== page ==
New Delhi goes into lockdown amid India’s explosive coronavirus surge
India’s capital imposed a weeklong coronavirus lockdown Monday night amid an explosive surge in infections, which authorities said had pushed the city’s tottering healthcare system to its limit.
In scenes familiar from surges elsewhere, ambulances in New Delhi ricocheted from one hospital to another, trying to find an empty bed over the weekend, while patients lined up outside waiting to be let in. Ambulances also idled outside of crematoriums, carrying half a dozen dead bodies each.
“People keep arriving, in an almost collapsing situation,” said Dr. Suresh Kumar, who heads Lok Nayak Jai Prakash Narayan Hospital, one of New Delhi’s largest hospitals for treating COVID-19 patients.
Most desperately need oxygen, Kumar said. The city is facing shortages of oxygen and some medicine, according to Chief Minister Arvind Kejriwal, who told reporters that the new stringent measures being imposed were required to “prevent a collapse of the health system,” which had “reached its limit.”
Just months after India thought it had seen the worst of the pandemic, the coronavirus is now spreading at a rate faster than at any other time, said Bhramar Mukherjee, a biostatistician at the University of Michigan who has been tracking infections in India.
The surge is devastating for India and has also weighed heavily on the global efforts to end the pandemic because the country is a major vaccine producer but has been forced to delay exports of COVID-19 doses, hampering vaccination campaigns in developing countries in particular.
Deaths are running at around 12,000 per day on average worldwide, and new cases are climbing in India, Brazil and other hot spots.
According to India’s health ministry Monday, Delhi reported 25,462 cases and 161 deaths in the last 24 hours.
India overall reported 273,810 new infections Monday, its highest daily count since the start of the pandemic. The country has added more than 1 million new cases in just four days, going from a cumulative tally of 14 million Thursday to more than 15 million Monday — a number second only to the United States. British Prime Minister Boris Johnson on Monday called off a trip to New Delhi amid the rise in cases.
The Health Ministry also reported 1,619 deaths from COVID-19 in the last 24 hours, pushing the toll to 178,769. Experts say the infection and death figures are likely an undercount.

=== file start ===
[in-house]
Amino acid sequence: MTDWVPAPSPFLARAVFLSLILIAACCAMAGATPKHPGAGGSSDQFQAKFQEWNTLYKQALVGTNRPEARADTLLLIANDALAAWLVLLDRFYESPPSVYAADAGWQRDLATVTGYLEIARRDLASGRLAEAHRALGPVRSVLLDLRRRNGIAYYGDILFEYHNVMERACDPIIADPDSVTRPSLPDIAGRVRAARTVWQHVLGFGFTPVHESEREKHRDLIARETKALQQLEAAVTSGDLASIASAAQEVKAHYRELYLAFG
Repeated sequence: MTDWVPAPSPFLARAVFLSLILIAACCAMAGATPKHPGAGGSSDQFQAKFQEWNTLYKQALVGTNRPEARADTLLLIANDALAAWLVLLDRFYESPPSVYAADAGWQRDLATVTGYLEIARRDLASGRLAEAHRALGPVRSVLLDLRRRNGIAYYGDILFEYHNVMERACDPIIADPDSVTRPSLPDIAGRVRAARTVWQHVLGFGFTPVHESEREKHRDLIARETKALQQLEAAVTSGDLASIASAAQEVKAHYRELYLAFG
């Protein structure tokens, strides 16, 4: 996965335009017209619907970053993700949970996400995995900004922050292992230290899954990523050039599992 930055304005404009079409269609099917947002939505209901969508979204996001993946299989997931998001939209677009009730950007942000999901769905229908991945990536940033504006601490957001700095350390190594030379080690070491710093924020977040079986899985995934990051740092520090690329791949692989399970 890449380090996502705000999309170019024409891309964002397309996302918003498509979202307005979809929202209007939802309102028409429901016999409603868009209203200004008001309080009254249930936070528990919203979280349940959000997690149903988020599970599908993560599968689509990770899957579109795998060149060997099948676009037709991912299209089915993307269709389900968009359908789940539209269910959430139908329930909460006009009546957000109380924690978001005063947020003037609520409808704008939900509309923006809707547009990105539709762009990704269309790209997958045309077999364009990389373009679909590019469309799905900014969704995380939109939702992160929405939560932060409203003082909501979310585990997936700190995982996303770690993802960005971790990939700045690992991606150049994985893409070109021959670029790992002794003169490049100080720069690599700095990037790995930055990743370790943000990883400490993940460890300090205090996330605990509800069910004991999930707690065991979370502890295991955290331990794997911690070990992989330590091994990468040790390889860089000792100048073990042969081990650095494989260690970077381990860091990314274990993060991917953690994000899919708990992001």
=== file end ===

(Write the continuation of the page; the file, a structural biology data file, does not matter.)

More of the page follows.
India has the fourth-highest number of deaths after the U.S., Brazil and Mexico — though, with nearly 1.4 billion people, it has a much larger population than any of those countries. A new variant of the coronavirus detected in India has also sparked concern.
New Delhi, a city of 29 million people, has fewer than 100 beds with ventilators, and fewer than 150 beds available for patients needing critical care.
Experts said that while the pause on Johnson & Johnson’s vaccine may make sense for the U.S., stoppages in poorer countries would end up costing lives.
In response, officials have begun to impose stringent measures again. The Indian capital was shut down over the weekend, but now authorities are extending that for a week: All shops and factories will close, except for those that provide essential services, such as grocery stores. People are not supposed to leave their homes except for a handful of reasons, including seeking medical care. They will also be allowed to travel to airports or train stations.
They are the strictest measures imposed since India’s harsh lockdown last year, which lasted months and left deep scars. Politicians have since been reluctant even to mention the word. When similar measures were imposed in Mahrashtra state, home to the financial capital of Mumbai, in recent days, officials refused to call it a lockdown. Those restrictions are to last 15 days.
Kejriwal urged calm, especially among migrant workers, who particularly suffered during the previous shutdown, saying this one would be a “small lockdown.”
But many feared it would spell economic ruin. Amrit Tripathi, a laborer in New Delhi, was among the thousands who walked home for miles after India abruptly announced last year’s draconian nationwide lockdown. “We will starve,” he said, if the current lockdown is extended.
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